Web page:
Now, the claims include terrorism. But still, shutting down 73,000 blogs is blatantly unconstitutional. The FBI is trying to cover their ass by saying they did not ask Burst.net to shut down the blogs. That only a few were of concern to them. Either the FBI (or ICE, or the Copyright Infringement Division, or DHS) used a mallet to kill a fly and is power hungry, out of control, or the host is lying for some reason I can’t fathom or both are true. The FBI claims they didn’t tell Burst.net to shut down, which may be true – it could have been DHS, ICE, the Copyright Infringement Division or pick an alphabet agency. Plausible deniability…
A source with knowledge of the investigation said that the material allegedly found on Blogetery’s server is connected to an online magazine called “Inspire,” which debuted recently. Numerous news outlets reported over the past weekend that “Inspire” is designed to help recruit new members to al-Qaeda and is edited by Samir Khan, a 24-year-old North Carolina man who moved to Yemen last October. According to Fox News, the title of one article was “Make a Bomb in the Kitchen of Your Mom.”
Citing intelligence sources, Fox reported that Khan is Web savvy and his magazine represents “al-Qaeda’s most ambitious terrorist recruitment tool to date.”
I still smell a rat here. Maybe multiple rats…
Update: A special thanks to Andrea Shea King – WND – 73,000 blogs disappear in an instant
Update: Fox News – Al Qaeda-Linked Blogging Site Had History of Breaking the Law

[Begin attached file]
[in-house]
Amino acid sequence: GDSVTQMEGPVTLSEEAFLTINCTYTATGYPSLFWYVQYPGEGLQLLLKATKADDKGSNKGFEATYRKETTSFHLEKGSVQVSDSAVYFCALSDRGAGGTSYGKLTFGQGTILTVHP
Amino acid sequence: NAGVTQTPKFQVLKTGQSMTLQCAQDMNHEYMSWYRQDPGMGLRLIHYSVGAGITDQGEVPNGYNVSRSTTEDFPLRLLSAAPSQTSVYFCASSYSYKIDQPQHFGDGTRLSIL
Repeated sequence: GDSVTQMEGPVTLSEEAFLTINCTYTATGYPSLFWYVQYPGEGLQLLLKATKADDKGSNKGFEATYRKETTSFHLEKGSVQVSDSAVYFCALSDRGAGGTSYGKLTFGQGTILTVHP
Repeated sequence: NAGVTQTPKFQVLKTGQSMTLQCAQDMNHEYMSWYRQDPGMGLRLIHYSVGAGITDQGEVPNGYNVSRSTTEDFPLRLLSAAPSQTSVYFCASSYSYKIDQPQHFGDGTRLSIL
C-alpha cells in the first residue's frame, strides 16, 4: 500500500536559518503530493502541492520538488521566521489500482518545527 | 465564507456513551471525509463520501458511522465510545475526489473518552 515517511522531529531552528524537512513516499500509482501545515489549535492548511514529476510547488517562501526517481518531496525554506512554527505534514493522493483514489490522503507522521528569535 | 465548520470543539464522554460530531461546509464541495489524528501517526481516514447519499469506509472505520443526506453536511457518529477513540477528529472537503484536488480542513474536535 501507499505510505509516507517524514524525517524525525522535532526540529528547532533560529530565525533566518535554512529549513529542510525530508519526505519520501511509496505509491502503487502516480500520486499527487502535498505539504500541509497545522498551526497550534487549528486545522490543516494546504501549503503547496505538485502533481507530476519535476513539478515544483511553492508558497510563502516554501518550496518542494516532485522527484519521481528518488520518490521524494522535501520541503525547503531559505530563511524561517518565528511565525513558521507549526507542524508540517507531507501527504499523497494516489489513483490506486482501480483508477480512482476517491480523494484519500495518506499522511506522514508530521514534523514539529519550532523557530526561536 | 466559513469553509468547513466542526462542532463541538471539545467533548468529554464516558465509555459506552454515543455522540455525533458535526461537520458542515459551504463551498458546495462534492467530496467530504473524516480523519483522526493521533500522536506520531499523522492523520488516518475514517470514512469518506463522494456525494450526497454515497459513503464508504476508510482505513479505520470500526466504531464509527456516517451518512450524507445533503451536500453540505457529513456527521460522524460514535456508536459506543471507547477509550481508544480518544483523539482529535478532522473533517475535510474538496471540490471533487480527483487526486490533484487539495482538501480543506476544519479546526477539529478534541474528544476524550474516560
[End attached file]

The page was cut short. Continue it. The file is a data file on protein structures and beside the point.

A blogging website that was shut down suddenly last week for containing links to hit lists, bomb-making documents and Al Qaeda’s new magazine “Inspire” had a lengthy history of breaking the law, but its violations were limited to copyright issues, not terrorism.
Upon learning from the FBI that the site, Blogetery.com, contained links to terrorist materials, including bomb-making instructions and an al-Qaeda “hit list,” the site’s host, BurstNET, decided to shut down the site’s server — and the 73,671 blogs it hosted.
The EFF’s Opsahl said the request sounded similar to an exigent circumstance letter, a request for the voluntary disclosure of information based on the Electronic Communications Privacy Act.
“There has been a history of abuse of these letters,” Opsahl noted. He pointed out that in January, the Office of the Inspector General for the Department of Justice issued a report concluding that the FBI improperly sought phone records through false assertions, and by replacing standard signatures with rubber-stamp approvals.
That said, such notices are not a vehicle for taking down information; they’re for finding the people responsible for posting the dangerous information, Opsahl said.